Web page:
Saturday, February 20, 2010

Quick question...

I am thinking about taking Jonah to see Dr. Sara Winters. She is a "special needs" doc. in the Salt Lake area. I was wondering if anyone has ever gone to her, or heard anything. Would love to hear some feedback. I wish you all a wonderful week.

Monday, February 8, 2010

Undiagnosed PDD-NOS

Hi, my name is Brooke and I'm a new contributor to Thru the Tulips. I learned about this blog through early intervention and another mom I met there, Erin, who is also a contributor.

I have a three-year-old (well, he will be next week!!!) named Tanner who is a sprightly little boy with undiagnosed PDD-NOS.

We first thought that something might be "wrong" with him when we went to his 18-month checkup. You know how you're asked all the milestone questions? Well, at that time, Tanner "should" have had about 10 words in his vocabulary and he didn't have any. He was a bit late in reaching most of his physical milestones as well, and we (and our pediatrician) attributed it to Tanner having been born with a club foot. When we told the doc that Tanner wasn't talking yet, he wanted us to watch him and we'd bring it up at the 2-year checkup.

Six months passed and we scheduled another checkup. At this visit, Tanner should have had 20 words, and he only had about five. Our pediatrician asked us a few more questions and referred us to early intervention for speech therapy services and also encouraged us to look into getting Tanner evaluated for autism. We started early intervention a month after Tanner's second birthday.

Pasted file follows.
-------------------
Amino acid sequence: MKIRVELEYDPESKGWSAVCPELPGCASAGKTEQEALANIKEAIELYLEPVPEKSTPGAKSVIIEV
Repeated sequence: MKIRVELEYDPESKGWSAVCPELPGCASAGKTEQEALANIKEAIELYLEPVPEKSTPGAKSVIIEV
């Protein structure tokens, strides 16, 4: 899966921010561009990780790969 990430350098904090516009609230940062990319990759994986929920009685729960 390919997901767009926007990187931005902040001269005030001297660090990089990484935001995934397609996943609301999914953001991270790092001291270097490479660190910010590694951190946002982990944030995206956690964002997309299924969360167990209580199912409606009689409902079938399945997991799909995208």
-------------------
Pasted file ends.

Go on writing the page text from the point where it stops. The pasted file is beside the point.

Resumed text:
We only saw little progress in the following months. We were able to teach Tanner a little bit of sign language so we could start communicating with him, but we were frustrated with his seemingly lack of progress. Finally, this last October, Tanner's vocabulary just exploded. He started saying words and slowly stopped using the signs that he now has words for. He has a lot of new words and is starting to speak three-word sentences. He still uses a lot of gibberish, but we're in the stage where at least Mom and Dad can understand him most of the time.

At around that same time, we scheduled a meeting with a developmental pediatrician to start the process of having him evaluated for autism. After our visit, the pediatrician felt that Tanner was exhibiting behaviors closer to Pervasive Developmental Disorder rather than actual autism. She noted some of Tanner's quirks, like lining up his toys rather than playing with them the way they're supposed to be played with.

Tanner is also very particular about the order and placement of things. My husband wrote a good example of this on our personal blog.

We saw a psychologist in November and after the initial visit, she had the same impression as the developmental pediatrician - that Tanner probably has PDD (most likely PDD-NOS) rather than autism. Unfortunately, she wasn't covered by our insurance, so we didn't meet with her for the two succeeding visits she wanted before making a diagnosis.

It's been a long, hard road raising a little boy with these developmental challenges, and I'm sure they're nothing compared to what some of you are faced with. Our game plan for now is to wait until next month to have him evaluated by the Northern Utah Autism Program. Tanner was able to qualify for preschool services through early intervention, and we're hopeful that he'll continue making progress with his speech with their help.

For now, we just take one day at a time and do our best to teach him what he needs to know. I struggle at times, worrying what people think of him, our family and friends. I worry about him growing up and what his life will be like. If kids will pick on him or if he will be left out because he's "different." I want him to experience everything possible. I don't want him to be at any disadvantage. It's a constant adjustment, realizing that I have an atypical child. But, I'm glad that he's mine. He makes me laugh everyday and I look forward to what's to come. Knowing that he struggles with different things makes me happier when he makes little strides in his progress. If he were "normal," I might not acknowledge his accomplishments as much as I do now. He forces me to see things that I otherwise may not see. And I'm glad for that.